5 of 5 people found the following review helpful
HASH(0x9d56cc00) out of 5 stars Breathtaking 2 Mar. 2003
By Nanci - Published on
Format: Paperback Verified Purchase
As always, Mary Oliver's poetry simply takes my breath away. It is at the same time bound to earth and ethereal. She seems to be contemplating mortality, as well as the wonder of life as we live. Although one long poem, each stanza is a poem unto itself, each word a butterfly in your window.
3 of 3 people found the following review helpful
HASH(0x9d4624ec) out of 5 stars A bittersweet taste of life 21 Jan. 2005
By Luan Gaines - Published on
Format: Paperback
I received this small, but powerful book of poetry as a gift from a lifelong friend after the death of my mother. My friend wanted to express more than she found in a sympathy card and felt that this poet could bring me comfort, would speak to my soul. I have only now been able to read it.

In "Flare" I read:

"May they sleep well. May they soften." I can allow my mother to leave without rage. Later, I can release her from worldly obligations:

"But I will not give them the kiss of complicity.

I will not give them responsibility for my life."

In words as soft as rose petals or the touch of a baby's cheek, Oliver invokes images that lighten the burdens of life, but tempered with reality, as quietly powerful as a balled fist. Oliver views everything around her from inside nature's world, where the dictates are profoundly simple, where lessons abound for the observant. As a guide, the Pulitzer Prize-winning author is sensitive to the reality of nature's cycles, the interconnectedness of all that surrounds us.

In "Gravel", I found my own thought spoken:

"This is the poem of goodbye.

And this is the poem of I don't know."

Filled with beginnings and endings, I found myself thinking about the world more thoughtfully, grateful for its idiosyncratic beauty and finely wrought perfection, for its ability to guide birth, death and rebirth, a continuum of all life. "Maybe the real world, without us,/ is the real poem."(From the Book of Time) Luan Gaines/2005.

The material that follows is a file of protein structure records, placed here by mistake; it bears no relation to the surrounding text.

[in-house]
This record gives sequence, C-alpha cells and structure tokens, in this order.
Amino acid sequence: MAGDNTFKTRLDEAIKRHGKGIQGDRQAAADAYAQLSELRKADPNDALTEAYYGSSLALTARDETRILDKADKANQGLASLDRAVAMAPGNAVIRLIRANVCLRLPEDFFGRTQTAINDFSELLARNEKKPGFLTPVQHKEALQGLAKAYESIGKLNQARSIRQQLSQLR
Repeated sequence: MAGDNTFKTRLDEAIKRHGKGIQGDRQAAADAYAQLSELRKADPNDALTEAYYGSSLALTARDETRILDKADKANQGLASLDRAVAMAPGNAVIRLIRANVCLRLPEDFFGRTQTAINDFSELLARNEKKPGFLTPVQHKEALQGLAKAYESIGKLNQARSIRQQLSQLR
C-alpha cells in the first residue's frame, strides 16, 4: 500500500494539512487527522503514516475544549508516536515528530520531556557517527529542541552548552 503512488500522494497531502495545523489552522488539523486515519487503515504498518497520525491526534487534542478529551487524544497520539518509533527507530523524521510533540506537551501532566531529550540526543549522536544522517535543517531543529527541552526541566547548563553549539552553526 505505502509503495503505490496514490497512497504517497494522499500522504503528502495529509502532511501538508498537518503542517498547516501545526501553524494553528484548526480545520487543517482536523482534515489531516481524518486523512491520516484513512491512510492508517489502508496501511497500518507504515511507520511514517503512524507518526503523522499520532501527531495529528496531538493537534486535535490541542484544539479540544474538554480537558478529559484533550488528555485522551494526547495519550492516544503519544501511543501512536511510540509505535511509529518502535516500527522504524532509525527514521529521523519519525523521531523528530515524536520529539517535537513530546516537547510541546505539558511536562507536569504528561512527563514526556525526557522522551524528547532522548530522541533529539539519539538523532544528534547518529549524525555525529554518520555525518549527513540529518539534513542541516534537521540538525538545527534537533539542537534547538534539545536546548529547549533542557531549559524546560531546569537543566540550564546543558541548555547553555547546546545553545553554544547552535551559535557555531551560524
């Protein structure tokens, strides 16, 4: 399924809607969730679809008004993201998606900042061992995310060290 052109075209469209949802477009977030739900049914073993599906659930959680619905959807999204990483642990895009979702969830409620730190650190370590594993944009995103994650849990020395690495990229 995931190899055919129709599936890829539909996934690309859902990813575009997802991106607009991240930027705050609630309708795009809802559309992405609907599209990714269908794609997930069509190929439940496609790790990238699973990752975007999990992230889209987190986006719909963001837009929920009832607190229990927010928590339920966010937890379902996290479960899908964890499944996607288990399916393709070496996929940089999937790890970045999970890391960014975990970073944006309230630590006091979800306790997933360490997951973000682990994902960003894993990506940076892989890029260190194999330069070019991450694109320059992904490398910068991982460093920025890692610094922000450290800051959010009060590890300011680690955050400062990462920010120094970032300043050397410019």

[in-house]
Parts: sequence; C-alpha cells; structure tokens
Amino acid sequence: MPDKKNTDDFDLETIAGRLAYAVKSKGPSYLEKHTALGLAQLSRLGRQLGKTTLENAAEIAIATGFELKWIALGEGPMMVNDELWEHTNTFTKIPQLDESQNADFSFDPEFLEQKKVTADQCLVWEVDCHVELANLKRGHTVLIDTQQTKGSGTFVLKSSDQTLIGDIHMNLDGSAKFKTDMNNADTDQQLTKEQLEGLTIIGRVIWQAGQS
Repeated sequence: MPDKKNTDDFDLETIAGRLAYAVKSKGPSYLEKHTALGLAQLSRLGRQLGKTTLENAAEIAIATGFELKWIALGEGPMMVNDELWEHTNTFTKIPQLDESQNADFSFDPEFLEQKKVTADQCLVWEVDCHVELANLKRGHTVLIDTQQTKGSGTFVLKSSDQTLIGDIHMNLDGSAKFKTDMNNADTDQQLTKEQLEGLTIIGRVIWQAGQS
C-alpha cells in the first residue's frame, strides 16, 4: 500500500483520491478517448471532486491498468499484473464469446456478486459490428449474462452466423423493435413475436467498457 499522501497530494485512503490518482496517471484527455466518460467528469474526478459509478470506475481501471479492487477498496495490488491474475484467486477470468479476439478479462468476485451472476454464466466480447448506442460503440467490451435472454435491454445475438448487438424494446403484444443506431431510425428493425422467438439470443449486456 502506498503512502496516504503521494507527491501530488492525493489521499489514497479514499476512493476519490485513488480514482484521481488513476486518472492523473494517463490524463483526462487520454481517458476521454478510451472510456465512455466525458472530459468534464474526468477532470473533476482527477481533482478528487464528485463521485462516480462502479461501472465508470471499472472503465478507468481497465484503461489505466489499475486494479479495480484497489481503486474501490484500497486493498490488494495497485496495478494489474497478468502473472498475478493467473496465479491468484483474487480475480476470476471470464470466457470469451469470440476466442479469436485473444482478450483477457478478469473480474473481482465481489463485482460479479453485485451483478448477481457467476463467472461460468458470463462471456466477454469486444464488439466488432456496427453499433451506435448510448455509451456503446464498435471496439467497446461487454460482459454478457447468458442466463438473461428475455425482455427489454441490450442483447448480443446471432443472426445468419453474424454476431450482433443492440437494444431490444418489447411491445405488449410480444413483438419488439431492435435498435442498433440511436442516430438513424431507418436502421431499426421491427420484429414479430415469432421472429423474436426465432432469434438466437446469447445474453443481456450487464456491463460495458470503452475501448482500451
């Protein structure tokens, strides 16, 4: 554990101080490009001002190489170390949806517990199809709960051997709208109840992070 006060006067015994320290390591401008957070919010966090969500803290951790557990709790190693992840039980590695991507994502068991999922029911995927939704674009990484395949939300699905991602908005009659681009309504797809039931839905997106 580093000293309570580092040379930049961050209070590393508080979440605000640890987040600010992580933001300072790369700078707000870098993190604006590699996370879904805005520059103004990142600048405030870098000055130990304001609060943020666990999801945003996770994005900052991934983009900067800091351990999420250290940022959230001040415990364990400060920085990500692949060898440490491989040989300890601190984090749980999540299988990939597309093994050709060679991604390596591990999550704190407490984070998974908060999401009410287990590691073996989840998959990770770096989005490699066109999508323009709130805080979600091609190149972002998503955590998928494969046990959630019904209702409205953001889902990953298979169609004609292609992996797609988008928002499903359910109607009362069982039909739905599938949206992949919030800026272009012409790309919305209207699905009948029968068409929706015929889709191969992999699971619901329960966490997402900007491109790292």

3 of 3 people found the following review helpful
HASH(0x9cea8dd4) out of 5 stars Sheer Joy 11 May 2008
By R. D. Clark - Published on
Format: Paperback
To read Mary Oliver's The Leaf and the Cloud is to be swept up in a journey that is both intimate and universal at the same time. At once describing, with breathtaking lucidity, the epic beauty and staggering complexity of nature, then suddenly referring to her own humanity with poignant inquisitions, Oliver traverses internal and external environments in an elegant interplay that is, quite simply, addictive.
Not just a "Nature Poet" or "Neo-Romantic", Oliver moves beyond poetry that merely observes nature or draws quaint metaphors from its form, to a new level that celebrates humanity and nature as two parts of an indefinable, mysterious and ultimately beautiful whole.
Their is so much joy in the way in which Oliver describes the world that it is contagious, and you will forever view your surroundings differently as a result of reading this book. It isn't just her exquisite grasp of nature that makes this book so pleasurable, however, it is also the way in which she unravels her own character and story within the natural environment that makes you keep turning the pages.
This was my first encounter with Oliver's work, but certainly not the last. Highly recommended.